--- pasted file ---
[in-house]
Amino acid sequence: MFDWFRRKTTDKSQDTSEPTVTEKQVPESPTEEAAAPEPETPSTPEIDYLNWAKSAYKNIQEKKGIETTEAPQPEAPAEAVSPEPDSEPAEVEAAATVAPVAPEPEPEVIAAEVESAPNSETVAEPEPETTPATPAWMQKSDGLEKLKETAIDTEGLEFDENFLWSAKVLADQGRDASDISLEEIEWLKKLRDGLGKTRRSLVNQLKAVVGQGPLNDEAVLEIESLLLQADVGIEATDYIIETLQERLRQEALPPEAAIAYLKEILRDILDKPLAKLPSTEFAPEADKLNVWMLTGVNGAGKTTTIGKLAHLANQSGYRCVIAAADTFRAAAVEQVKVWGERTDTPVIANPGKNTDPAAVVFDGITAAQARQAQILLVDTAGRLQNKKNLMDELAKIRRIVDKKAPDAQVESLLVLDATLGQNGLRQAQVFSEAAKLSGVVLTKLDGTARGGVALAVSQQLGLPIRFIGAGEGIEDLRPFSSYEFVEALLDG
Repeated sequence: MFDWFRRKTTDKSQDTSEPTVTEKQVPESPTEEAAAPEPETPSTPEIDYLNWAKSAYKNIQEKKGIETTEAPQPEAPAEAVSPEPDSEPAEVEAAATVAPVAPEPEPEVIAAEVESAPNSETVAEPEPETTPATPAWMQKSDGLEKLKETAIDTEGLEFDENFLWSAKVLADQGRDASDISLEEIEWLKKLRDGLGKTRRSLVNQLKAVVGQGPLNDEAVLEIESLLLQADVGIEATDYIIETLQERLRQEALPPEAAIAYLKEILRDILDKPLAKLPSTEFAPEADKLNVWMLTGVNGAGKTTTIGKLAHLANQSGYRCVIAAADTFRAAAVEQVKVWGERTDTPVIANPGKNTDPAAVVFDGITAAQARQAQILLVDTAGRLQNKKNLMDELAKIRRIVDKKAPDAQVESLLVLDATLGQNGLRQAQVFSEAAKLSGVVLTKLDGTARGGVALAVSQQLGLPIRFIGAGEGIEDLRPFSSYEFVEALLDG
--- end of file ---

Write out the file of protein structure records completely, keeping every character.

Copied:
[in-house]
Amino acid sequence: MFDWFRRKTTDKSQDTSEPTVTEKQVPESPTEEAAAPEPETPSTPEIDYLNWAKSAYKNIQEKKGIETTEAPQPEAPAEAVSPEPDSEPAEVEAAATVAPVAPEPEPEVIAAEVESAPNSETVAEPEPETTPATPAWMQKSDGLEKLKETAIDTEGLEFDENFLWSAKVLADQGRDASDISLEEIEWLKKLRDGLGKTRRSLVNQLKAVVGQGPLNDEAVLEIESLLLQADVGIEATDYIIETLQERLRQEALPPEAAIAYLKEILRDILDKPLAKLPSTEFAPEADKLNVWMLTGVNGAGKTTTIGKLAHLANQSGYRCVIAAADTFRAAAVEQVKVWGERTDTPVIANPGKNTDPAAVVFDGITAAQARQAQILLVDTAGRLQNKKNLMDELAKIRRIVDKKAPDAQVESLLVLDATLGQNGLRQAQVFSEAAKLSGVVLTKLDGTARGGVALAVSQQLGLPIRFIGAGEGIEDLRPFSSYEFVEALLDG
Repeated sequence: MFDWFRRKTTDKSQDTSEPTVTEKQVPESPTEEAAAPEPETPSTPEIDYLNWAKSAYKNIQEKKGIETTEAPQPEAPAEAVSPEPDSEPAEVEAAATVAPVAPEPEPEVIAAEVESAPNSETVAEPEPETTPATPAWMQKSDGLEKLKETAIDTEGLEFDENFLWSAKVLADQGRDASDISLEEIEWLKKLRDGLGKTRRSLVNQLKAVVGQGPLNDEAVLEIESLLLQADVGIEATDYIIETLQERLRQEALPPEAAIAYLKEILRDILDKPLAKLPSTEFAPEADKLNVWMLTGVNGAGKTTTIGKLAHLANQSGYRCVIAAADTFRAAAVEQVKVWGERTDTPVIANPGKNTDPAAVVFDGITAAQARQAQILLVDTAGRLQNKKNLMDELAKIRRIVDKKAPDAQVESLLVLDATLGQNGLRQAQVFSEAAKLSGVVLTKLDGTARGGVALAVSQQLGLPIRFIGAGEGIEDLRPFSSYEFVEALLDG